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While watching some Fatty Arbuckle films, I was struck by the athletic prowess of one Luke the Dog, who certainly had to be one of the earliest canine film stars from the silent era.

Luke the Dog, from "The Cook" (Dir. Roscoe 'Fatty' Arbuckle, 1918)

Luke the Dog pursues a thief -- he's got it coming to him!

Perspective shot: Luke the Dog vs. a runaway thief

Yup, one of the earliest dog stars was an American Pit Bull Terrier, that breed which was was to become as maligned as Fatty Arbuckle himself, though for entirely different reasons and in a much later epoch of American cultural history. But in their heyday, Luke the Dog and Fatty Arbuckle were quite the cinematic couple.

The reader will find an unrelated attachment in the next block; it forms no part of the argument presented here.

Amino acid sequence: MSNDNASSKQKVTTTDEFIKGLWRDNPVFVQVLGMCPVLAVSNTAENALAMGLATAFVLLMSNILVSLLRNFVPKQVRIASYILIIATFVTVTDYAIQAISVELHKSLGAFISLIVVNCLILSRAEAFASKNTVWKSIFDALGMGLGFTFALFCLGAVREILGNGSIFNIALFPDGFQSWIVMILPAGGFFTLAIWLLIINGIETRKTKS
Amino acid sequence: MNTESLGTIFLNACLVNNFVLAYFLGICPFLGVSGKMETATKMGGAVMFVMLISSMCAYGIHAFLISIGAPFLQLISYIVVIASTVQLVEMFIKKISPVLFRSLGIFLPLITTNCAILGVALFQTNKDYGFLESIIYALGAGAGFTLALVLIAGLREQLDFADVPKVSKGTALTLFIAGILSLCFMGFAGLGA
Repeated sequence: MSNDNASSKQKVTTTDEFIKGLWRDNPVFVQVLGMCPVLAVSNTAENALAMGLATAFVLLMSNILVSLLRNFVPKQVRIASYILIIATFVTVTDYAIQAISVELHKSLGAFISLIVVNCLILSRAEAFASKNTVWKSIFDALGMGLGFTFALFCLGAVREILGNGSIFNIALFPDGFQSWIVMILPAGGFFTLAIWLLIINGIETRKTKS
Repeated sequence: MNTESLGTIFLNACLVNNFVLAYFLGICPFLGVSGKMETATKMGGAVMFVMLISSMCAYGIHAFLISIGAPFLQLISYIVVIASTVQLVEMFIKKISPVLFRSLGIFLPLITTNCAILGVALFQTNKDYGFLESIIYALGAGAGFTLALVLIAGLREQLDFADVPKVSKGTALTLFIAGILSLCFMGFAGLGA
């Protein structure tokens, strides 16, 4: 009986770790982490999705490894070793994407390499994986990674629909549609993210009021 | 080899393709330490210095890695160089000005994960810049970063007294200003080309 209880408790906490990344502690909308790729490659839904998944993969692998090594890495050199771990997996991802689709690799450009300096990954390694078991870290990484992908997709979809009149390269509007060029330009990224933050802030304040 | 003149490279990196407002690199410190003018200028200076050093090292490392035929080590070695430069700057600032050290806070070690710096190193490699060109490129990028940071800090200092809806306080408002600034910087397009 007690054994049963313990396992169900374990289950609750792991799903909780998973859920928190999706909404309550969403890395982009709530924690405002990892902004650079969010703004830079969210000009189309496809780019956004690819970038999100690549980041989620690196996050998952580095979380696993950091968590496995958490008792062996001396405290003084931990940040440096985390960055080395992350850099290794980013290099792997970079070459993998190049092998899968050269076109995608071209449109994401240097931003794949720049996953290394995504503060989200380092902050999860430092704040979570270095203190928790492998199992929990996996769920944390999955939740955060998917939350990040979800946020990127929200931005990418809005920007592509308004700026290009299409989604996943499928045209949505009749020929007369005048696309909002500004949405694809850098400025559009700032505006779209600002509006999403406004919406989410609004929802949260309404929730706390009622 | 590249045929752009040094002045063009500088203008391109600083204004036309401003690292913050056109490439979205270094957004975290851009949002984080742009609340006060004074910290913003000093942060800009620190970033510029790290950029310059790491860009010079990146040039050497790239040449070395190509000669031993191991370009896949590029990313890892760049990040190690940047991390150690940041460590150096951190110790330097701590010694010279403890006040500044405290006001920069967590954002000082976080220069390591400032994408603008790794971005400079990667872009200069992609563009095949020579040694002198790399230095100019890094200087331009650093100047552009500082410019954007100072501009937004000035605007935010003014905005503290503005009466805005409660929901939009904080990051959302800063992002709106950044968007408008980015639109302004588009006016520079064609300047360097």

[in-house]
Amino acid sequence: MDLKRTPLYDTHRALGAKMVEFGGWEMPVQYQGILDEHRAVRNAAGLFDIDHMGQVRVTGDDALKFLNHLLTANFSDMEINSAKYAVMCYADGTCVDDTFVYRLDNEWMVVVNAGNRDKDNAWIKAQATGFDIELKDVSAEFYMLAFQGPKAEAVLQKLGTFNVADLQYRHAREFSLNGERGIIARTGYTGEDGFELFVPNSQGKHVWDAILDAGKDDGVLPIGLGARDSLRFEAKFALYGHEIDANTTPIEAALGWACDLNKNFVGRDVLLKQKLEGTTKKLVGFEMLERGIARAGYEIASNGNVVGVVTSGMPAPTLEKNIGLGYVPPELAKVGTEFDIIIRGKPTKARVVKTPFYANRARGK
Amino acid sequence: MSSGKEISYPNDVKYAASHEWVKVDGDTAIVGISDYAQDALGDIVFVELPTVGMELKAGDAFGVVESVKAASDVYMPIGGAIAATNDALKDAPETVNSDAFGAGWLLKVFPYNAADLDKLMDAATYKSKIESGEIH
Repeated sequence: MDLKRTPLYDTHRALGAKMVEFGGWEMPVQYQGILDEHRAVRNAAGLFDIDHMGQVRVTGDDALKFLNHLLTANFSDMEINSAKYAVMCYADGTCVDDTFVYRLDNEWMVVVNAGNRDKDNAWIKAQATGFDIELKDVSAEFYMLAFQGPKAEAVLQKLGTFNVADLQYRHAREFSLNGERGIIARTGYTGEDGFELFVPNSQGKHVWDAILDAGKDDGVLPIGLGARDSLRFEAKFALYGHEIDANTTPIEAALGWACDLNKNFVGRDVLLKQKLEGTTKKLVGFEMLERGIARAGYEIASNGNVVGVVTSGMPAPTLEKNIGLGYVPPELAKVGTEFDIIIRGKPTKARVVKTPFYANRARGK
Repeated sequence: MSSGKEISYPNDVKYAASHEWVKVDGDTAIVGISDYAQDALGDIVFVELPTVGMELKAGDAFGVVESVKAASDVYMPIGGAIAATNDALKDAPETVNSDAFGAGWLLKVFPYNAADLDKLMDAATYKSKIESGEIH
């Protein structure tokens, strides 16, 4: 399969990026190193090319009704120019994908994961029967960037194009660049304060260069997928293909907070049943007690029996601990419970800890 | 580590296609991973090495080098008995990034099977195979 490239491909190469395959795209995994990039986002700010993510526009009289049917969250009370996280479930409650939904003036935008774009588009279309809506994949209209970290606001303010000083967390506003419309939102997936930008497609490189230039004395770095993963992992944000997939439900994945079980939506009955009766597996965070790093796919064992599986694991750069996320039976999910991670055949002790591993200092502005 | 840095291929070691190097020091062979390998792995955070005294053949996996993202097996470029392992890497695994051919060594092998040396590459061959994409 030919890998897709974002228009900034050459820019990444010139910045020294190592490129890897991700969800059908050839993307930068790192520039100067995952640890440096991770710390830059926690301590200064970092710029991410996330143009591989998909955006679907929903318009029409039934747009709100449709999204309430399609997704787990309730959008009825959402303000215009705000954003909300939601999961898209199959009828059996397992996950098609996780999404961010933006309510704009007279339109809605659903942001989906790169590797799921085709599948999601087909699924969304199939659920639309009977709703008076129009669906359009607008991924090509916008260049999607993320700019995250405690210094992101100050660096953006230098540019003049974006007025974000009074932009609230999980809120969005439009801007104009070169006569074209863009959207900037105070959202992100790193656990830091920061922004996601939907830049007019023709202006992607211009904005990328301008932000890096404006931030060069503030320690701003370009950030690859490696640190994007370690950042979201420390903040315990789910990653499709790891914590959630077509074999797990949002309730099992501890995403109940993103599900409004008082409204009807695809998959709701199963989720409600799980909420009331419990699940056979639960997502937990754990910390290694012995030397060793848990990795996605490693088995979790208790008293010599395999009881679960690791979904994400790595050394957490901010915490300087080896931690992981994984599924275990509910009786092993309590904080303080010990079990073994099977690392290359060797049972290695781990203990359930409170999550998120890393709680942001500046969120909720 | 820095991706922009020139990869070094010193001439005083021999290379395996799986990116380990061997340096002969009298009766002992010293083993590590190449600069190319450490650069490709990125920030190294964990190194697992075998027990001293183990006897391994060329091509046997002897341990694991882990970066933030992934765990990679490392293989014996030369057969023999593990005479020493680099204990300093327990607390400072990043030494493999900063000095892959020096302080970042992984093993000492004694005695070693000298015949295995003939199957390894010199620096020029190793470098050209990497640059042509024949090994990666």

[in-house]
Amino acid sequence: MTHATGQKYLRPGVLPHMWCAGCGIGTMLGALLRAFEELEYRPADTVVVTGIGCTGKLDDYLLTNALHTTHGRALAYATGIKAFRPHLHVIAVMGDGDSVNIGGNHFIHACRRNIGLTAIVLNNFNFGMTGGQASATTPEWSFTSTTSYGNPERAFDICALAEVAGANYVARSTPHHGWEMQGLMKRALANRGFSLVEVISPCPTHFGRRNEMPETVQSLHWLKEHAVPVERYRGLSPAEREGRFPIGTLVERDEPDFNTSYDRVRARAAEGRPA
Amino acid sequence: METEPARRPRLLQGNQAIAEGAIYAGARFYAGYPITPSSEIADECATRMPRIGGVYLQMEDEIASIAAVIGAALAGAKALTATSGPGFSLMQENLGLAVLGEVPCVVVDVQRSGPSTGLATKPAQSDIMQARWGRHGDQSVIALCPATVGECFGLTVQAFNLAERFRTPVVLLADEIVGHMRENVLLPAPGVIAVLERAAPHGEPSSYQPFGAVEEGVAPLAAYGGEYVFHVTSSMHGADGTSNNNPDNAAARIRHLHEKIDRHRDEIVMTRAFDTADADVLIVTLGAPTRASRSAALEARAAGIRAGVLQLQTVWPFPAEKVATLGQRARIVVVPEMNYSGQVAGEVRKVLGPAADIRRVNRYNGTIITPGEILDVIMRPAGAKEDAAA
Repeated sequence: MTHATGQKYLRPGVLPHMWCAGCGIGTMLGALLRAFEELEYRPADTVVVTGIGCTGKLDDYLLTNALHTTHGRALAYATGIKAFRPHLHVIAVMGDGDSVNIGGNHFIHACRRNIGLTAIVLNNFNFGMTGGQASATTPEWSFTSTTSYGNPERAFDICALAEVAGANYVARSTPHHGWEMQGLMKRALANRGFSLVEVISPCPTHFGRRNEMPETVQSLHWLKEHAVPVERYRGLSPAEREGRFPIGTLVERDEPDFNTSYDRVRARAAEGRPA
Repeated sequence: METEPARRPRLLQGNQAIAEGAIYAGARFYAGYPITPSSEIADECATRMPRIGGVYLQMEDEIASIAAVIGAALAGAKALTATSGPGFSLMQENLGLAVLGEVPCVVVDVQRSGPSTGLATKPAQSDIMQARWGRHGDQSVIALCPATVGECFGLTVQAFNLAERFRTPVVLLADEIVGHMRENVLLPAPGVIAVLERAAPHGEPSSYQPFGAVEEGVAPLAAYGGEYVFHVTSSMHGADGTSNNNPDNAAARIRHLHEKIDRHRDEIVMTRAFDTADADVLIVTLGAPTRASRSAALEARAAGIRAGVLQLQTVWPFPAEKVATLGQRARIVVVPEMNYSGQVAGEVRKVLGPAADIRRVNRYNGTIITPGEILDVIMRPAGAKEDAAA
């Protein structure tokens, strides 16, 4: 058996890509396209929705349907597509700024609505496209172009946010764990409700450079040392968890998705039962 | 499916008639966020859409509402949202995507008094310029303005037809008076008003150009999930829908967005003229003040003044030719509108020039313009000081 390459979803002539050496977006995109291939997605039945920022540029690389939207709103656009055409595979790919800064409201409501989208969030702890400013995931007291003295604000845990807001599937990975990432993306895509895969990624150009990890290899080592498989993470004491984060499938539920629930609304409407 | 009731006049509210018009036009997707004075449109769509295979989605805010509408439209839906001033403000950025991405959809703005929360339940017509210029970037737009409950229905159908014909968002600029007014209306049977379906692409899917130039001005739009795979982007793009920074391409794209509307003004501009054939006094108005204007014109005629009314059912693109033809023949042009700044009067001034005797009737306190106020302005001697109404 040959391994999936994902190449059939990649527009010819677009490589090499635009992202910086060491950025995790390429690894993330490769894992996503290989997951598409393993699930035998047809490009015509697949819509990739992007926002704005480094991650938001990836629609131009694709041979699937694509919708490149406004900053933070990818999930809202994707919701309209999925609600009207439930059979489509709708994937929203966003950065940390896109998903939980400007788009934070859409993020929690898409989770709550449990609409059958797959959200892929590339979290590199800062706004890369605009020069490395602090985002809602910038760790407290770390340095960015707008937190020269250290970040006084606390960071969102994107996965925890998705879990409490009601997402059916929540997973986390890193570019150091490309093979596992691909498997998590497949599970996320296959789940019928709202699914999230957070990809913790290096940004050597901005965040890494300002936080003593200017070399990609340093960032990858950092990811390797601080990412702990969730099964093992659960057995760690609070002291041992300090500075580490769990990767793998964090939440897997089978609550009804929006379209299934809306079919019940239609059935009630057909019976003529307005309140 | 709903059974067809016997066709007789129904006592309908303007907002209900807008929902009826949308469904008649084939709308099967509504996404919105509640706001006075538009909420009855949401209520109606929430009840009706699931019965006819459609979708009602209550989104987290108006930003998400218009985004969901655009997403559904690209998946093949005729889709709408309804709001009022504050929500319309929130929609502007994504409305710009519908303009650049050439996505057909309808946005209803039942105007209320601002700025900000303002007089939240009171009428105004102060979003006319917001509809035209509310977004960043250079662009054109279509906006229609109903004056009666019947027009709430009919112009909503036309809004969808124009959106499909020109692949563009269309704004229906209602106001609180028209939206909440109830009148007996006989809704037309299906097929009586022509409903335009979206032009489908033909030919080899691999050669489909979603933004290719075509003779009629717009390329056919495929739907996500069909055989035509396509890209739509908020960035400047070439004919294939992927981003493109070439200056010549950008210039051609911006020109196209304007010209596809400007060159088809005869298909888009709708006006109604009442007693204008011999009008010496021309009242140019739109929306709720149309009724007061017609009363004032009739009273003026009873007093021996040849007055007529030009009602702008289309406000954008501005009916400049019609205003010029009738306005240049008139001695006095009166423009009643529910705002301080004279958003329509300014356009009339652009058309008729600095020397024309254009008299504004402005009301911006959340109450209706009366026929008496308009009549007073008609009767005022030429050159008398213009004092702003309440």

Fatty Arbuckle and Luke the Dog go for a ride

A decent restoration can be found on the disc The Cook and Other Treasures, released by Milestone on DVD and also available through Netflix. The collection also contains a Harold Lloyd comedy, “Number, Please?” (Dir. Hal Roach, 1920) which features a different pit bull actor and a fluffy little lap dog that serves as little more than a comedic prop, a live accessory that fuels the jealousies of two dueling suitors.

Harold Lloyd tires to recover a missing lapdog for a lady friend

The defenseless little thing wanders off from his mistress, Mildred Davis, and it’s up to Harold Lloyd and Roy Brooks to get him back if they are to have any hope of riding in the balloon with the dog’s mistress… (take that metaphor as you will). Basically, this little white dog is the anti-Luke; one is completely helpless and devoid of personality, the other is a focal character of the film and a contemporary star in his own right.

For your enjoyment, here are some highlights of Luke the Dog’s career in silent film:

Thanks to YouTube user laughland for the upload.